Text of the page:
Zibby Owens & Holly Hatam, PRINCESS CHARMING

Zibby Owens & Holly Hatam, PRINCESS CHARMING

Zibby is joined by #1 New York Times bestselling illustrator, and illustrator of their new children’s book Princess Charming, Holly Hatam to celebrate its publication day!!! Zibby tells the story of how this book came to be and Holly shares how although she always knew she wanted to be an illustrator, it wasn’t until her son was born that she finally committed to making her dreams come true. The two discuss the ways in which their kids inspire their work, what Holly does to create her signature collage-style illustrations, and how they plan on celebrating the publication of Princess Charming! Buy your own copy here!


Zibby Owens: Welcome, Holly. Thank you for coming on “Moms Don’t Have Time to Read Books.” We are basically interviewing each other now for our collaborative project, Princess Charming, written by me and illustrated by you.

Holly Hatam: So excited. Thank you.

Zibby: I’m so excited too. It’s so cute. Listeners can’t feel it, but this children’s book, Princess Charming, has glitter all over the stars and the little castle in the background and Princess Charming’s outfit and headband. It’s just the cutest. Holly, you did such a phenomenal job with these illustrations. I should maybe say for people listening who don’t know what Princess Charming is about, it’s about a girl named Princess Charming who can’t seem to find her thing. She keeps trying everything and not doing a good enough job and wondering what to do. Then this famous movie star, Stella Sparkle, comes to visit the palace. She realizes through something that happens that maybe what she’s really good at is not giving up and perseverance. Then there is a little twist at the end about who Princess Charming really is. That is the story. Now you go, Holly.

Holly: I had so much fun with this because she reminded me a lot of my little boy. Every day, he’s trying something new and being someone new. It was just fun. We always try to teach him that failing is not really failing. He has such a hard time with that. He thinks it’s the worst thing in the world. He won’t try anything unless he knows he’s going to be good at it. This book was amazing to be a part of.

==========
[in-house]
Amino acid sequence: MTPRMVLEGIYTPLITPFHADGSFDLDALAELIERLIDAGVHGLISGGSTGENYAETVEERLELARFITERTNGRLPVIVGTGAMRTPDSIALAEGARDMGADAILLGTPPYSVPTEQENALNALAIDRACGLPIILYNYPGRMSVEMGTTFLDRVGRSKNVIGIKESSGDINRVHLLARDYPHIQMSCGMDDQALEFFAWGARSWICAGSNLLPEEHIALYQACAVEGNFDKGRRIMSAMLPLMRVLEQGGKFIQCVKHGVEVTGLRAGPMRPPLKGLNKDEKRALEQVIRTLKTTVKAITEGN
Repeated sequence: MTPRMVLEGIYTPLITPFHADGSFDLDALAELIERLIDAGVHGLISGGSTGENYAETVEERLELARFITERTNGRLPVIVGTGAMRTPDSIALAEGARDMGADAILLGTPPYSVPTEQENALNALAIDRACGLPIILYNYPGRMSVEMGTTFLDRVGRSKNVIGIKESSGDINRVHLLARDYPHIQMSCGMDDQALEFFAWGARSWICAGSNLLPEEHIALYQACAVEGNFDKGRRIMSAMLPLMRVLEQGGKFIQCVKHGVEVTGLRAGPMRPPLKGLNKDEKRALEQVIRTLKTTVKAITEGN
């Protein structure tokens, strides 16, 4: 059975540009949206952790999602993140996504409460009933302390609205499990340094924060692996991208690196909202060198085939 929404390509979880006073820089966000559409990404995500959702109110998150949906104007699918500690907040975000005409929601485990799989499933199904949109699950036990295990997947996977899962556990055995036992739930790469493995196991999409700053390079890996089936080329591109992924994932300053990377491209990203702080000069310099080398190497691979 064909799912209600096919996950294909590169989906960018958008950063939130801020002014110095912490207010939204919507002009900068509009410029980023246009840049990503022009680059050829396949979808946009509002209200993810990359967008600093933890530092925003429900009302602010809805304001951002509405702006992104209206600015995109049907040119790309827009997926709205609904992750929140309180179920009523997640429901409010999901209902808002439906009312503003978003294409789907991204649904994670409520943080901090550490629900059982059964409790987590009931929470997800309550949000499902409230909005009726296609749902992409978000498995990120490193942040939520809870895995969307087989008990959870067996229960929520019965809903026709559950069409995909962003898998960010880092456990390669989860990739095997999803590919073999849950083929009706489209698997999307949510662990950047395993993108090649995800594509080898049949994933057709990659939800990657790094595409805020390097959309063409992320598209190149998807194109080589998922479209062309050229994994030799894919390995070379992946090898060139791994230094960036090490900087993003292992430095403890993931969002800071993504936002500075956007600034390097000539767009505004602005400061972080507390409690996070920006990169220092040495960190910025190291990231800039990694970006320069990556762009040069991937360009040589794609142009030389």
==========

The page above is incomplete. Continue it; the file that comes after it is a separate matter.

Zibby: This was sort of inspired by one of my kids also. It’s hard to be a kid and just keep trying things and wanting so badly — I feel like there’s all this pressure to have a thing when you’re really, really young. You know what? I just found my thing. I’m forty-five years old. Sometimes it doesn’t happen right away.

Holly: I didn’t become a children’s book illustrator — it feels like seven years now. I don’t feel like it’s that long. I kept changing and changing and pivoting for so many years when I graduated.

Zibby: Wait, how did you become an illustrator for children’s books?

Holly: It’s what I’ve always wanted to do, but I never found the courage to do it. I went to school for graphic design because I didn’t think I was good enough to apply to illustration. My teacher told me I was strong in graphic design, so I followed that route. I hated it. I got two jobs out of school. I hated it. Then I kept freelancing. I started my own company doing wedding invitations for a while. Hated every minute of it. Then I got pregnant. I said, okay, if I don’t do it now, I am never going to do it. That was in 2013. I got scared that I would never do it, so I just did it. I thank my son for that because being pregnant with him pushed me to finally do it.